Jolly v. Shapiro, 237 F. Supp. 2d 888 (N.D. Ill. 2002)

U.S. District Court for the Northern District of Illinois - 237 F. Supp. 2d 888 (N.D. Ill. 2002)
December 6, 2002

237 F. Supp. 2d 888 (2002)

John JOLLY and Patricia A. Jolly, Plaintiffs,
v.
Gerald M. SHAPIRO and David S. Kreisman, individually and doing business as Shapiro & Kreisman, a partnership, Defendants.

No. 02 C 1828.

United States District Court, N.D. Illinois, Eastern Division.

December 6, 2002.

*889 Daniel A. Edelman, Francis Richard Greene, Edelman, Combs & Latturner, Chicago, IL, for plaintiffs.

Eugene Joseph Kelley, Jr., Anna-Katrina Saranti Christakis, Jeffrey D. Pilgrim, Arnstein & Lehr, Chicago, IL, for defendants.

 
ORDER AND OPINION

NORGLE, District Judge.

Before the court is Defendants' motion for summary judgment pursuant to Federal Rule of Civil Procedure 56, as well as Plaintiffs' cross-motion for summary judgment pursuant to Federal Rule of Civil Procedure 56(c). For the following the reasons, Defendants' motion is granted and Plaintiffs' cross-motion is denied.

 
I. BACKGROUND[1]

This action arises from claimed violations of the Fair Debt Collections Practices Act ("FDCPA"), 15 U.S.C. § 1692, et seq. Plaintiffs, John and Patricia Jolly ("The Jollys"), own a home located at 11235 South Sangamon, in Chicago, Illinois. Bankers Trust Company of California ("Bankers Trust") holds a mortgage on the Jollys home. The Jollys were required to make monthly payments to Bankers Trust as part of their obligations under the mortgage. As of December 2001, the Jollys had failed to make their monthly mortgage payments and were in default.

Defendant, the law firm of Shapiro & Kreisman, along with the individual Defendants Gerald M. Shapiro and David S. Kreisman[2], were retained to collect the defaulted payments of the Jollys. Shapiro & Kreisman sent separate collection letters to John and Patricia Jolly. The letters stated in pertinent part:

 
1. As of December 13, 2001, our client has advised that the amount of the debt is $74,671.69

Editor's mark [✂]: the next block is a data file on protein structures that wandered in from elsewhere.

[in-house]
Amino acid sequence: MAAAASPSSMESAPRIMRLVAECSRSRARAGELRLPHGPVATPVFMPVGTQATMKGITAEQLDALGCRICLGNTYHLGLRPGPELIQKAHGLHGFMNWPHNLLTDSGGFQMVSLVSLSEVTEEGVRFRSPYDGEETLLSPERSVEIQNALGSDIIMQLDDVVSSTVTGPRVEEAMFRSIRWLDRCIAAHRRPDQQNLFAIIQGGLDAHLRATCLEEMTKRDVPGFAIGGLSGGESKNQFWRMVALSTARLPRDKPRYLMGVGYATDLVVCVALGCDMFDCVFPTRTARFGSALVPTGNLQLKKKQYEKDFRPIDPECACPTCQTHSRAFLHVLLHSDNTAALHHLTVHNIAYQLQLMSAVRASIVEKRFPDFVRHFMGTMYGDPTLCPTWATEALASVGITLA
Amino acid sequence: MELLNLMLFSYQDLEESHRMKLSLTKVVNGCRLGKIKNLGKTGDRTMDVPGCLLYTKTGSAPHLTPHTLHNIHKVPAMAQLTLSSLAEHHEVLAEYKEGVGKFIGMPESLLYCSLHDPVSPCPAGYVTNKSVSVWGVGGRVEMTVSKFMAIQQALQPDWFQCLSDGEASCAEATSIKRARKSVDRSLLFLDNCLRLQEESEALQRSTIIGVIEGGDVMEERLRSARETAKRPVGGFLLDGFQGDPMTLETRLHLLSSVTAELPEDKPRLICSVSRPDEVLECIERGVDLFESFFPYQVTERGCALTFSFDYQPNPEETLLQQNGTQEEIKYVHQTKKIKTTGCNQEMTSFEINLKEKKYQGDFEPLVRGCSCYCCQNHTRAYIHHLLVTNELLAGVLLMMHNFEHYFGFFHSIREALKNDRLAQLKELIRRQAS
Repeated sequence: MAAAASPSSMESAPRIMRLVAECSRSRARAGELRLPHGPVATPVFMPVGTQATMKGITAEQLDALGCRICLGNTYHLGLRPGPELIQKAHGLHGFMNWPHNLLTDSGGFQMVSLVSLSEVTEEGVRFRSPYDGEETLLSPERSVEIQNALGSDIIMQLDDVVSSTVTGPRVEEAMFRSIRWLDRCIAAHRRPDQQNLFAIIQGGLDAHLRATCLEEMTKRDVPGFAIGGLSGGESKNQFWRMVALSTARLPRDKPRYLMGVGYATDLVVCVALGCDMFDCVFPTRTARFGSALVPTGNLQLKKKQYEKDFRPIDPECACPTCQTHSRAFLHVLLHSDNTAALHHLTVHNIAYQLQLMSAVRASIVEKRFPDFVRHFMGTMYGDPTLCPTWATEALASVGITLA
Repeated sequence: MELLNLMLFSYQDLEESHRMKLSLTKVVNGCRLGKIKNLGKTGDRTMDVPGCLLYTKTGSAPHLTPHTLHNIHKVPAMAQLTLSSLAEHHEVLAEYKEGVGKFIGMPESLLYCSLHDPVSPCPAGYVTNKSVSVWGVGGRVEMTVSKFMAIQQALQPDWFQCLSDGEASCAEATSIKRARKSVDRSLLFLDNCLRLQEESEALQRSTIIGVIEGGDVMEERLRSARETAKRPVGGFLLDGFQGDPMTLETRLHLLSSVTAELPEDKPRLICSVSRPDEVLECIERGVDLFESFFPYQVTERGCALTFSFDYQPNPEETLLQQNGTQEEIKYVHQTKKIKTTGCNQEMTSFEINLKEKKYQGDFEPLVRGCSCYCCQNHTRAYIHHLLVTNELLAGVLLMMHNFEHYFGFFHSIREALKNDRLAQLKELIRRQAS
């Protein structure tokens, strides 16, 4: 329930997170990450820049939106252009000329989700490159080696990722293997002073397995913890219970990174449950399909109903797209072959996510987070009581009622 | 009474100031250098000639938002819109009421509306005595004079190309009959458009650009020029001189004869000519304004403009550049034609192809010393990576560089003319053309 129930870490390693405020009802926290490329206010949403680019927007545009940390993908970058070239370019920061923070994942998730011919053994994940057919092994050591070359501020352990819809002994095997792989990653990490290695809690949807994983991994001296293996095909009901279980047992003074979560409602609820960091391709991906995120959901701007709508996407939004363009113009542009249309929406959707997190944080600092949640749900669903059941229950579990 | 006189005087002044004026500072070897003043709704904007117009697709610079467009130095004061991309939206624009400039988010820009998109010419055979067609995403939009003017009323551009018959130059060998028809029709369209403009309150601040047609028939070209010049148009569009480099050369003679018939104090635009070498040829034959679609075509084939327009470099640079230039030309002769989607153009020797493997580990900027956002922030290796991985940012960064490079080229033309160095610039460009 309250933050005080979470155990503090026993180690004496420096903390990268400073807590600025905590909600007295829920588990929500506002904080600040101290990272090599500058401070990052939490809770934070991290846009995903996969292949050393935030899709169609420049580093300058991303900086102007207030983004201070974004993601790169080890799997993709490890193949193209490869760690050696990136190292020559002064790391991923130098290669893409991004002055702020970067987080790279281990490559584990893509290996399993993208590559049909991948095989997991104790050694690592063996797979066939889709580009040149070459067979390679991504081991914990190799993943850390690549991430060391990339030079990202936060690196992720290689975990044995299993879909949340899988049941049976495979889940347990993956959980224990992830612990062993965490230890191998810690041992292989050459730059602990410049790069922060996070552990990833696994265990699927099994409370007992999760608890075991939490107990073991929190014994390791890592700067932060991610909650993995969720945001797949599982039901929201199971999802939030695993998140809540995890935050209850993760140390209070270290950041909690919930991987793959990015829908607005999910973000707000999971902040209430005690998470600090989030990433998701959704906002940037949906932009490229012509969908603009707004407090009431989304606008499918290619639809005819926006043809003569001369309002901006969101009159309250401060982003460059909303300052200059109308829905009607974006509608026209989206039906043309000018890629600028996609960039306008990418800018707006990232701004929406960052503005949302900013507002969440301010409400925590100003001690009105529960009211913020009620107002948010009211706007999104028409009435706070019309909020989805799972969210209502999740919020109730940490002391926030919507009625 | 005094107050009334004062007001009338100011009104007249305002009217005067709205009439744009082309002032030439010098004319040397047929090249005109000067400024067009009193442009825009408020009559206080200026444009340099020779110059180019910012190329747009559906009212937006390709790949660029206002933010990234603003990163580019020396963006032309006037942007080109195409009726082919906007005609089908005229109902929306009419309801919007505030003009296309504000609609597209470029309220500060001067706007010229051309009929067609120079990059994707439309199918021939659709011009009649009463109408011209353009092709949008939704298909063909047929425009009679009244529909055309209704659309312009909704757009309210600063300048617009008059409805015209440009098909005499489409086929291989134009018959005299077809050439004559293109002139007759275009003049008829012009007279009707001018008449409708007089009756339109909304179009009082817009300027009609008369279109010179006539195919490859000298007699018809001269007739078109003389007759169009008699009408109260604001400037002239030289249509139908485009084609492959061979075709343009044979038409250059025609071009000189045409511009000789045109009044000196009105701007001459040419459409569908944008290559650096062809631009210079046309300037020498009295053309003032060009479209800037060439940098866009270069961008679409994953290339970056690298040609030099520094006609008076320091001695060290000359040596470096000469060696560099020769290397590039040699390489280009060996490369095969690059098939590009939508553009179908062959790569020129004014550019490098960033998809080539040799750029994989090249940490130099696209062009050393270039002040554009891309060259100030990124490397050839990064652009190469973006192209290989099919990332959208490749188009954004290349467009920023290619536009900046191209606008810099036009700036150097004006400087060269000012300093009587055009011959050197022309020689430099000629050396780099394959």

2. The creditor to whom the debt is owed is: BANKERS TRUST COMPANY OF CALIFORNIA
 
3. The Fair Debt Collection Practices Act entitles you to dispute the debt, or any portion thereof, within thirty (30) days of your receipt of this letter. If you do not dispute the debt within this period, it will be assumed to be valid. The law also entitles you to request that we provide you the name of the original creditor if the original creditor is different from the current creditor, our client BANKERS TRUST COMPANY OF CALIFORNIA. If you choose to dispute the debt, or any portion thereof, or if you choose to request the name of the original creditor, you must notify us in writing thirty (30) days of the date your [sic] receive this letter.
 
* * * * * *
 
Because of interest, late charges and other charges that may vary from day to day, the amount due on the day you pay may be greater. Hence, if you pay the amount shown above, an adjustment may be necessary after we receive your check, in which event we will inform you before depositing the check for collection. For further information, call (847) 498-9990.

*890 (Compl., Ex. A and Ex. B.) These letters were mailed on December 24, 2001. The Jollys acknowledged that they received these letters. The Jollys never contacted Shapiro & Kreisman, either in writing or orally, to dispute their debt.

The Jollys allege the collection letters that Shapiro & Kreisman sent violated the FDCPA, specifically, 15 U.S.C. §§ 1692g and 1692g(a) (3). This action was filed on March 12, 2001. The parties have filed cross-motions for summary judgment before the Court. The motions are now ripe for ruling.

 
II. DISCUSSION 
A. Standards for Summary Judgment

Summary judgment is permissible when "there is no genuine issue as to any material fact and ... the moving party is entitled to judgment as a matter of law." Fed.R.Civ.P. 56(c). The nonmoving party cannot rest on the pleadings alone, but must identify specific facts, see Cornfield v. Consolidated High School District No. 230, 991 F.2d 1316, 1320 (7th Cir. 1993), that raise more than a mere scintilla of evidence to show a genuine triable issue of material fact. See Murphy v. ITT Educational Services, Inc., 176 F.3d 934, 936 (7th Cir.1999); see also Shank v. William R. Hague, Inc., 192 F.3d 675, 682 (7th Cir.1999) (stating that a party opposing summary judgment must present "what evidence it has that would convince a trier of fact to accept its version of events"). A defendant is entitled to put the plaintiff to his proofs and demand a showing of the evidence. See e.g. Navarro v. Fuji Heavy Industries, Ltd., 117 F.3d 1027, 1030 (7th Cir.1997). If the plaintiff fails to come up with the required proof, the defendant is entitled to summary judgment. See id. It bears repeating that the plaintiff must present evidence, rather than speculation and conclusions without factual support. See Rand v. CF Industries, Inc., 42 F.3d 1139, 1146-47 (7th Cir.1994).